By 1943, X class locomotives were each averaging 29,100 miles (46,800 km) per annum.[4]

Design improvements

X39, built new in 1938 with visible design changes including Modified Front End 'flowerpot' funnel, smoke deflectors, and Belpaire firebox with combustion chamber. The tender is believed to be a former S class tender.[13]

The X class, in common with all broad gauge VR steam locomotives built from 1907 onwards, underwent design modifications to the smokebox draughting and blastpipe dimensions referred to as 'Modified Front End', as well as other improvements such as the fitting of smoke deflectors, Automatic Staff Exchange apparatus and cross-compound air compressors. The copper firebox round-top boilers the original eleven locomotives were built with, prone to priming if too much water was carried,[8] were replaced with all-steel boilers featuring Belpaire pattern fireboxes. The new boiler design also featured a combustion chamber and thermic syphons to increase power and efficiency.[7][14] The VR was so satisfied with the performance of the revised X class all-steel boiler design, a shortened barrel version was considered during the design phase of the R class 4-6-4 express passenger locomotives of 1951.[15]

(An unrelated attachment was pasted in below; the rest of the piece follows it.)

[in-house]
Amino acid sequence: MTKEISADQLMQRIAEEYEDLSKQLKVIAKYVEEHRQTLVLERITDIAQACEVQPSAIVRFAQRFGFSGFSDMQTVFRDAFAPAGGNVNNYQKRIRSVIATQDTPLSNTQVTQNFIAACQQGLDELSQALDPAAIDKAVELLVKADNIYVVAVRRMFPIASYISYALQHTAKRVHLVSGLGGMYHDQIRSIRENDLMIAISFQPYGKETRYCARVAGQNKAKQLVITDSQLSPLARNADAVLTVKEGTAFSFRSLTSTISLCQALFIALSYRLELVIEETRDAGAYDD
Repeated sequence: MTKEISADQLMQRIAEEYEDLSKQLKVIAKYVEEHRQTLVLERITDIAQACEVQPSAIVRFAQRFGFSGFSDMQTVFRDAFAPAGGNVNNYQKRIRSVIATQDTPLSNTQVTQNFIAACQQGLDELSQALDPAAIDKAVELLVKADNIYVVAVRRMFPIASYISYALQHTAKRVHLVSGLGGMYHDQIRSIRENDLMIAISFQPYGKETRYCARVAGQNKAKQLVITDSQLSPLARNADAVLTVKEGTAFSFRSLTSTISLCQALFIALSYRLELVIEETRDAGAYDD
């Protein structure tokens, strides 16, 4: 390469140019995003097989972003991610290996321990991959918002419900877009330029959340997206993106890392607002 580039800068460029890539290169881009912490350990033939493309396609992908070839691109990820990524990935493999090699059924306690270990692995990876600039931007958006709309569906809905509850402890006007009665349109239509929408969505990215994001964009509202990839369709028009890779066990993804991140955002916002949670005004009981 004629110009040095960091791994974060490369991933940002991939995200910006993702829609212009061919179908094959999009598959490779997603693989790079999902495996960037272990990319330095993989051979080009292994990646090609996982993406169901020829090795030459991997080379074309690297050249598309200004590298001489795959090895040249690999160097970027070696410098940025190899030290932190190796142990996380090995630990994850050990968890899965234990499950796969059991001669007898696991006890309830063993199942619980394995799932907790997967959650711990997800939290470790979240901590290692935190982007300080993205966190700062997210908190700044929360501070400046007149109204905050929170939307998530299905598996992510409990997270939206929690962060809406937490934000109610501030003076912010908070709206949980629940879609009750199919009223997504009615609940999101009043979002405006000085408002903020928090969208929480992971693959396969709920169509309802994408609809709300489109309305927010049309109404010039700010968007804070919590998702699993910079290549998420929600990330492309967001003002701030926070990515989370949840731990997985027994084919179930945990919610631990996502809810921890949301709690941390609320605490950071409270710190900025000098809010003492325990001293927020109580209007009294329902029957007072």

X38 introduced a new welded fabricated trailing truck in place of the cast steel units previously imported from the Commonwealth Steel Company of Illinois, USA. This design innovation was fitted to all subsequent examples built.[4]

In July 1938, X39 became the first VR locomotive to be equipped with A6-ET brake equipment, a feature subsequently incorporated into all new VR steam locomotives.[13]

Experimental use of Pulverised Brown Coal